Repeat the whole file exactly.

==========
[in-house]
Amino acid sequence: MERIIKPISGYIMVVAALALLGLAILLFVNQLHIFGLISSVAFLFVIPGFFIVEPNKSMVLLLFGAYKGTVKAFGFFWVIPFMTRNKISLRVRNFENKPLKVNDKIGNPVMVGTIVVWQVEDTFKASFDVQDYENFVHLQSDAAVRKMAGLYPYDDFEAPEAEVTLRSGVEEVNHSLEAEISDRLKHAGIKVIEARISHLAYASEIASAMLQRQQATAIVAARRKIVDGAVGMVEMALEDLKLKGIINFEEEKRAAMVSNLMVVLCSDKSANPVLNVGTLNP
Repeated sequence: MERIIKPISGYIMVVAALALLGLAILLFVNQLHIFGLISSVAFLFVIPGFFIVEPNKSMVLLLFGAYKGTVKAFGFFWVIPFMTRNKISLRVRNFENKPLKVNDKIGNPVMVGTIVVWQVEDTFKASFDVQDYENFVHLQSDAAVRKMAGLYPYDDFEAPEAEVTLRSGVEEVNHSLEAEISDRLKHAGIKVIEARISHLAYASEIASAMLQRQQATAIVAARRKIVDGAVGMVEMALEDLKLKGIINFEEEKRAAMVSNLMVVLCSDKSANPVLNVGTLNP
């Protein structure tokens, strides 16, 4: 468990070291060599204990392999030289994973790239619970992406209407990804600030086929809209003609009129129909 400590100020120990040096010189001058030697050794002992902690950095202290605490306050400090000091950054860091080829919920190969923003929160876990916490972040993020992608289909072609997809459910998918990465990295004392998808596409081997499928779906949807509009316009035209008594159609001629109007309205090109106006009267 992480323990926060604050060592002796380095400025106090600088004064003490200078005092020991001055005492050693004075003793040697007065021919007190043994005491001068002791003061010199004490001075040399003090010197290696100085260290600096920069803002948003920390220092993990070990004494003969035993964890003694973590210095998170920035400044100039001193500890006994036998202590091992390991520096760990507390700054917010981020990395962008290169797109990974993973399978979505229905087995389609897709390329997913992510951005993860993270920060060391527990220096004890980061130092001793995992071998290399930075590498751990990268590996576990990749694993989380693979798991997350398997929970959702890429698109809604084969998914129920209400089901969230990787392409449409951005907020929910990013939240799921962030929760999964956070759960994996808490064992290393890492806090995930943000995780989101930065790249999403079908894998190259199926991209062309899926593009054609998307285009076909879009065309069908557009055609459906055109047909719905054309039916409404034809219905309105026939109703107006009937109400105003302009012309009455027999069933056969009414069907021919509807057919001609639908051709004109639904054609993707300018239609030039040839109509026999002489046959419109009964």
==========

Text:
[in-house]
Amino acid sequence: MERIIKPISGYIMVVAALALLGLAILLFVNQLHIFGLISSVAFLFVIPGFFIVEPNKSMVLLLFGAYKGTVKAFGFFWVIPFMTRNKISLRVRNFENKPLKVNDKIGNPVMVGTIVVWQVEDTFKASFDVQDYENFVHLQSDAAVRKMAGLYPYDDFEAPEAEVTLRSGVEEVNHSLEAEISDRLKHAGIKVIEARISHLAYASEIASAMLQRQQATAIVAARRKIVDGAVGMVEMALEDLKLKGIINFEEEKRAAMVSNLMVVLCSDKSANPVLNVGTLNP
Repeated sequence: MERIIKPISGYIMVVAALALLGLAILLFVNQLHIFGLISSVAFLFVIPGFFIVEPNKSMVLLLFGAYKGTVKAFGFFWVIPFMTRNKISLRVRNFENKPLKVNDKIGNPVMVGTIVVWQVEDTFKASFDVQDYENFVHLQSDAAVRKMAGLYPYDDFEAPEAEVTLRSGVEEVNHSLEAEISDRLKHAGIKVIEARISHLAYASEIASAMLQRQQATAIVAARRKIVDGAVGMVEMALEDLKLKGIINFEEEKRAAMVSNLMVVLCSDKSANPVLNVGTLNP
């Protein structure tokens, strides 16, 4: 468990070291060599204990392999030289994973790239619970992406209407990804600030086929809209003609009129129909 400590100020120990040096010189001058030697050794002992902690950095202290605490306050400090000091950054860091080829919920190969923003929160876990916490972040993020992608289909072609997809459910998918990465990295004392998808596409081997499928779906949807509009316009035209008594159609001629109007309205090109106006009267 992480323990926060604050060592002796380095400025106090600088004064003490200078005092020991001055005492050693004075003793040697007065021919007190043994005491001068002791003061010199004490001075040399003090010197290696100085260290600096920069803002948003920390220092993990070990004494003969035993964890003694973590210095998170920035400044100039001193500890006994036998202590091992390991520096760990507390700054917010981020990395962008290169797109990974993973399978979505229905087995389609897709390329997913992510951005993860993270920060060391527990220096004890980061130092001793995992071998290399930075590498751990990268590996576990990749694993989380693979798991997350398997929970959702890429698109809604084969998914129920209400089901969230990787392409449409951005907020929910990013939240799921962030929760999964956070759960994996808490064992290393890492806090995930943000995780989101930065790249999403079908894998190259199926991209062309899926593009054609998307285009076909879009065309069908557009055609459906055109047909719905054309039916409404034809219905309105026939109703107006009937109400105003302009012309009455027999069933056969009414069907021919509807057919001609639908051709004109639904054609993707300018239609030039040839109509026999002489046959419109009964």